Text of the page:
United States District Court, M.D. Pennsylvania
D. Mariani United States District Judge.
before the Court are two motions (Docs. 15, 26) for
preliminary injunction filed by Plaintiff Eduard Zavalunov
("Zavalunov"), an inmate currently confined at the
Allenwood, Low Security Correctional Institution
("LSCI-Allenwood") in White Deer, Pennsylvania. For
the reasons set forth below, the Court will deny the motions
for preliminary injunction.
pro se pleadings which seek emergency relief in the
form of preliminary injunctions are governed by Rule 65 of
the Federal Rules of Civil Procedure. Preliminary injunctive
relief is "an extraordinary remedy" and
"should be granted only in limited circumstances."
Kos Pharm., Inc. v. Andrx Corp., 369 F.3d 700, 708
(3d Cir. 2004) (citing AT&T v. Winback and Conserve
Program, Inc., 42 F.3d 1421, 1426-27 (3d Cir. 1994)). In
determining whether to grant a motion seeking preliminary
injunctive relief, the Court considers the following four
factors: (1) the likelihood that the movant will prevail on
the merits; (2) the extent to which the movant is being
irreparably harmed by the challenged conduct; (3) the extent
to which the non-moving party will suffer irreparable harm if
the preliminary injunction is issued; and (4) whether
granting preliminary injunctive relief will be in the public
interest. S&R Corp. v. Jiffy Lube Int'l,
Inc., 968 F.2d 371, 374 (3d Cir. 1992) (citing
Hoxworth v. Blinder, Robinson & Co., 903 F.2d
186, 197-98 (3d Cir. 1990)). The Third Circuit clarified this
standard. See Reilly v. City of Harrisburg, 858 F.3d
173 (3d Cir. 2017). As a threshold matter, the movant must
establish the two "most critical" factors:
likelihood of success on the merits and irreparable harm.
Id. at 179. Under the first factor, the movant must
show that "it can win on the merits," which
requires a showing that is "significantly better than
negligible but not necessarily more likely than not."
Id. Under the second factor, the movant must
establish that it is "more likely than not" to
suffer irreparable harm absent the requested relief.
Id. Only if these "gateway factors" are
satisfied may the court consider the third and fourth factors
and "determine in its sound discretion if all four
factors, taken together, balance in favor of granting the
requested preliminary relief." Id. at 176, 179.
initiated this action pursuant to the Federal Tort Claims Act
("FTCA"), 28 U.S.C. § 2671, et seq.
Named as Defendants are the United States of America, the
Federal Bureau of Prisons ("BOP"), and the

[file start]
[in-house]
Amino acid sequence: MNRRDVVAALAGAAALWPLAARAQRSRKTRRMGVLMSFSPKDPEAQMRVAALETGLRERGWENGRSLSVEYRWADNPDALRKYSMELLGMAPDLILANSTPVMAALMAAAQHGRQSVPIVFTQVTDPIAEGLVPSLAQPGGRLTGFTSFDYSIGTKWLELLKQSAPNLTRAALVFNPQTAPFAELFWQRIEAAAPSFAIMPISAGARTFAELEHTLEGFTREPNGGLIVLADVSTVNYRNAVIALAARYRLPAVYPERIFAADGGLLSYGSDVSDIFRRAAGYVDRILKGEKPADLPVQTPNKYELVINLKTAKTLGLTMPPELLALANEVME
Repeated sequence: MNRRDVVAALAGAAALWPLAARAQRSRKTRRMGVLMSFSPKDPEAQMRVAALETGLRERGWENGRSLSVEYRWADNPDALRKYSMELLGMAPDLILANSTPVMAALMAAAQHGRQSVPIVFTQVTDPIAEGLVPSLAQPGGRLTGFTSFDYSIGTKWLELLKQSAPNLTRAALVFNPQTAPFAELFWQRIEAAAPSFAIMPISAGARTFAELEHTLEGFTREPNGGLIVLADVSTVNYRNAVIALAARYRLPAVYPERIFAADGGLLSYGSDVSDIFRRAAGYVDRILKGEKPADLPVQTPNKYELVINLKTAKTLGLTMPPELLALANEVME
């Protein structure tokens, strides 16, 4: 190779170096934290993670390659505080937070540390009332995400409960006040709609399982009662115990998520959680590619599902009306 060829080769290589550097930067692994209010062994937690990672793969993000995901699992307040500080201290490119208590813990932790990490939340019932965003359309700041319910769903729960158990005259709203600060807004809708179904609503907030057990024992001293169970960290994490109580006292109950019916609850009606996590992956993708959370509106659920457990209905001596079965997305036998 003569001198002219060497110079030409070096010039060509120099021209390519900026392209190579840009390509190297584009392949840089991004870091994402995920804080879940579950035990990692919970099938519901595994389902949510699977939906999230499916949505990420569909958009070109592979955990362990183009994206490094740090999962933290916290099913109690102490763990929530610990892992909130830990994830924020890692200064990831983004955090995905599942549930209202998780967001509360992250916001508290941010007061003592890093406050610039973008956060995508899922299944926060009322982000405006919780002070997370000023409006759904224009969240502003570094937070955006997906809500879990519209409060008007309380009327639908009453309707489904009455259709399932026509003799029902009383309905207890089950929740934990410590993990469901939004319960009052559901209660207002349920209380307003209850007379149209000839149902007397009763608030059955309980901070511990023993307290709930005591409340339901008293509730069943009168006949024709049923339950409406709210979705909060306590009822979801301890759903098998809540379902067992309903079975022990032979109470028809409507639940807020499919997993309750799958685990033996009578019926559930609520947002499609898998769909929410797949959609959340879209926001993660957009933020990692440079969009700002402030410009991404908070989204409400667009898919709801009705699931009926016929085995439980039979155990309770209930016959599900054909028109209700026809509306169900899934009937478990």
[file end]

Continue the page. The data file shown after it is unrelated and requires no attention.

following BOP employees in their official capacities: D.K.
White, Warden, Arleen Garcia-Haupt, Institution Hearing
Program Assistant, and Hugh Hurwitz, BOP Director. In the
amended complaint, Zavalunov contends that he was improperly
referred to the United States Immigration and Customs
Enforcement ("ICE") for deportation proceedings,
and a detainer was lodged without the required detainer
action letter and warrant. (Doc. 25). He further alleges that
the ICE detainer precludes him from consideration for a
Residential Reentry Center and participation in the
Residential Drug Abuse Treatment Program. (Id.).
instant motions, Zavalunov seeks injunctive relief to enjoin
Defendants from processing detainers without appropriate
forms in violation of policy and federal regulation, and to
remove the ICE detainer from his record. (Docs. 15, 26). The
Court finds that Zavalunov cannot meet the heavy burden of
establishing that injunctive relief is warranted.
Likelihood of Success on the Merits
amended complaint seeks, inter alia, injunctive
relief against the Defendants, however such relief is not
authorized under the FTCA. See Priovolos v. F.B.I.,
632 Fed.Appx. 58, 59 n.1 (3d Cir. 2015) (citing Estate of
Trentadue ex rel. Aguilar v. United States, 397 F.3d
840, 863 (10th Cir. 2005) (recognizing that the FTCA does not
authorize federal courts to issue declaratory judgments and
injunctions against the United States)). As such,
Zavalunov's request for preliminary injunctive relief
does not establish a reasonable likelihood of success on the
merits of his claim for injunctive relief because the Court
may not grant injunctive relief under the FTCA against the
United States. See Michtavi v. United States, 345
Fed.Appx. 727, 730 n. 4 (3d Cir. 2009) (citing Hatahley
v. United States, 351 U.S. 173, 182 (1956) (a district
court does not possess power under the FTCA to enjoin the
injury is harm of such an irreversible character that
prospective judgment would be "inadequate" to make
the moving party whole. See Anderson v. Davila, 125
F.3d 148, 163 (3d Cir. 1997); Instant Air Freight Co. v.
C.F. Air Freight, Inc., 882 F.2d 797, 801 (3d Cir.
1989). An injunction will not issue "simply to eliminate
a possibility of a remote future injury..." Acierno
v. New Castle County, 40 F.3d 645, 655 (3d Cir. 1994)
(citations omitted). Zavalunov has not presented any evidence
that he will suffer irreparable harm by the denial of the
injunctions. On the contrary, Zavalunov can file a habeas
petition challenging the ICE detention and deportation
orders. See Ziglar v. Abbassi, 137 S.Ct. 1843,
1862-63 (2017) (finding injunctive relief and a habeas remedy
can constitute alternative methods of relief). Thus, the
Court finds that Zavalunov has not shown an immediate,
irreparable harm justifying a preliminary injunction.
Zavalunov failed to "demonstrate both a
likelihood of success on the merits and the probability of
irreparable harm if relief is not granted," the motions
must be denied. Hohe v. Casey, 868 F.2d 69, 72 (3d
Cir. 1989) (emphasis in original) (quoting Morton v.
Beyer, 822 F.2d 364, 367 (3d Cir. 1987)).
on the foregoing, the Court will deny the motions (Doc. 15,
26) for preliminary ...